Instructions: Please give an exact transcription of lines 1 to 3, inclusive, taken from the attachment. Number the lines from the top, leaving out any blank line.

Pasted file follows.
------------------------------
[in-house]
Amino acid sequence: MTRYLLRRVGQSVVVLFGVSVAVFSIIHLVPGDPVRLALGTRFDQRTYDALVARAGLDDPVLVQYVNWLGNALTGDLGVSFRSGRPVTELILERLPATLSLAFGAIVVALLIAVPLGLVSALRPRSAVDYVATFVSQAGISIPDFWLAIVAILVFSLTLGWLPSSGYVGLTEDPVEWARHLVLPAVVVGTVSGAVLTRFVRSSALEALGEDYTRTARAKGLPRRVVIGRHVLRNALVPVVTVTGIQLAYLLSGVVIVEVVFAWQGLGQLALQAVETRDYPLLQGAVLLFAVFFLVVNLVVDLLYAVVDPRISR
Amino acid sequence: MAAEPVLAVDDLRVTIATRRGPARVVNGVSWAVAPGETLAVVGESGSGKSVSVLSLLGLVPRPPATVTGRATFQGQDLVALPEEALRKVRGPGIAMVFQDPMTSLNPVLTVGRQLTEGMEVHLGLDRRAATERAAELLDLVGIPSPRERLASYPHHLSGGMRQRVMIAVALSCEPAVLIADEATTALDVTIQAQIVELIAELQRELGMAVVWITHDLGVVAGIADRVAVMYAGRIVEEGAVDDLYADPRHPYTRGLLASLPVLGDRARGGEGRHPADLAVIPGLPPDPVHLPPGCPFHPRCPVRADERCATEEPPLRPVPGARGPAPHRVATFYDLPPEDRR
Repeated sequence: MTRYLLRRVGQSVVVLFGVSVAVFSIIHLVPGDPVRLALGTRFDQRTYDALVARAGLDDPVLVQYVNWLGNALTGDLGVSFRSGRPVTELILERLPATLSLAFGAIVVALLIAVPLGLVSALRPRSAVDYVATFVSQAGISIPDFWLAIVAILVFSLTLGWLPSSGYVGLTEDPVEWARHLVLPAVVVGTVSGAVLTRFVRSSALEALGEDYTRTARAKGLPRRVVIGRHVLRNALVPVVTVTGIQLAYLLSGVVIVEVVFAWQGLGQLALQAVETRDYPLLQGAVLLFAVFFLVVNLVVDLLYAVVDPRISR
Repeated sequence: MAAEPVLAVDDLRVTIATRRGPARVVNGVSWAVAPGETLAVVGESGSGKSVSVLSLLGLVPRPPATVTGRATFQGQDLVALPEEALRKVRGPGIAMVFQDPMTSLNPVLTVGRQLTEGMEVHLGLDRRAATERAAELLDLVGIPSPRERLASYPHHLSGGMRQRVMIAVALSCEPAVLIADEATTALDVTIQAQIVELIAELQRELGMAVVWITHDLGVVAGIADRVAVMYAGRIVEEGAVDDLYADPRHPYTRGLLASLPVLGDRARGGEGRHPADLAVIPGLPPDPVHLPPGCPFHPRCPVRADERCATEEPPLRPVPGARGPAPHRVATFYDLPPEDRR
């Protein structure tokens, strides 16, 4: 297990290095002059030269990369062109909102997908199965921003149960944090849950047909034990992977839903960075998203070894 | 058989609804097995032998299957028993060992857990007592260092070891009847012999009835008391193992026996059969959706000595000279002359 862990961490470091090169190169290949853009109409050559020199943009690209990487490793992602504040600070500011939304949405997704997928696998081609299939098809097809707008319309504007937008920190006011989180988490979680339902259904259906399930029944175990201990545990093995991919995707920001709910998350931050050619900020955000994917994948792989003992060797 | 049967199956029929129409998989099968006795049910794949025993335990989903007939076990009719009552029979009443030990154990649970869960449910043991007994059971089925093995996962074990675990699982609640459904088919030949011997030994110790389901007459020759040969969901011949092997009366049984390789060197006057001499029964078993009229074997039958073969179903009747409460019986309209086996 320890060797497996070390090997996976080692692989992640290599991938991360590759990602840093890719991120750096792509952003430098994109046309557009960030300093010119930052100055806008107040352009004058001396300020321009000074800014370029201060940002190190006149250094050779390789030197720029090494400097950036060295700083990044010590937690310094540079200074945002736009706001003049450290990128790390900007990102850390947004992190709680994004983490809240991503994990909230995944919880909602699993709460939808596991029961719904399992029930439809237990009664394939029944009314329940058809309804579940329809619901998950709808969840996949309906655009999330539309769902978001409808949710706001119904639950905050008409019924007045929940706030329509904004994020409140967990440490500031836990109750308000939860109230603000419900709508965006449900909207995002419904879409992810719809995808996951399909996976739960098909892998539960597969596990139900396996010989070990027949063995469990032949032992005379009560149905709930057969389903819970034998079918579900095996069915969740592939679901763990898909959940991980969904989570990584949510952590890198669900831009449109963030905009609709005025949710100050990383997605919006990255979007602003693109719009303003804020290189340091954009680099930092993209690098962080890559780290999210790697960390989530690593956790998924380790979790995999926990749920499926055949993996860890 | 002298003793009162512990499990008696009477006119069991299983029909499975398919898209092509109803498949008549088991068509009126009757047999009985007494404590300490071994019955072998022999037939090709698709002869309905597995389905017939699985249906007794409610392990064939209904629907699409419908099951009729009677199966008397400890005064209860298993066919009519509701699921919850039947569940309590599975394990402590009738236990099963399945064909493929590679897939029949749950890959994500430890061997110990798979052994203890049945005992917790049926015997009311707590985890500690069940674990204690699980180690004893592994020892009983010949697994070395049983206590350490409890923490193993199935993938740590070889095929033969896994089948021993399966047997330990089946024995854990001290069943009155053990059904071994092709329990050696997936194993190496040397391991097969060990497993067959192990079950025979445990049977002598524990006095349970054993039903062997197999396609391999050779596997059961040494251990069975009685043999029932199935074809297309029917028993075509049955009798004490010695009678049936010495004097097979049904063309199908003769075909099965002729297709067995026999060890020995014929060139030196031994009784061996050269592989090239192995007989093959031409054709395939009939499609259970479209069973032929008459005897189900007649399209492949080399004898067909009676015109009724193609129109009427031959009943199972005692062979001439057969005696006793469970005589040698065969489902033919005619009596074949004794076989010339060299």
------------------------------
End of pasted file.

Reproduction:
[in-house]
Amino acid sequence: MTRYLLRRVGQSVVVLFGVSVAVFSIIHLVPGDPVRLALGTRFDQRTYDALVARAGLDDPVLVQYVNWLGNALTGDLGVSFRSGRPVTELILERLPATLSLAFGAIVVALLIAVPLGLVSALRPRSAVDYVATFVSQAGISIPDFWLAIVAILVFSLTLGWLPSSGYVGLTEDPVEWARHLVLPAVVVGTVSGAVLTRFVRSSALEALGEDYTRTARAKGLPRRVVIGRHVLRNALVPVVTVTGIQLAYLLSGVVIVEVVFAWQGLGQLALQAVETRDYPLLQGAVLLFAVFFLVVNLVVDLLYAVVDPRISR
Amino acid sequence: MAAEPVLAVDDLRVTIATRRGPARVVNGVSWAVAPGETLAVVGESGSGKSVSVLSLLGLVPRPPATVTGRATFQGQDLVALPEEALRKVRGPGIAMVFQDPMTSLNPVLTVGRQLTEGMEVHLGLDRRAATERAAELLDLVGIPSPRERLASYPHHLSGGMRQRVMIAVALSCEPAVLIADEATTALDVTIQAQIVELIAELQRELGMAVVWITHDLGVVAGIADRVAVMYAGRIVEEGAVDDLYADPRHPYTRGLLASLPVLGDRARGGEGRHPADLAVIPGLPPDPVHLPPGCPFHPRCPVRADERCATEEPPLRPVPGARGPAPHRVATFYDLPPEDRR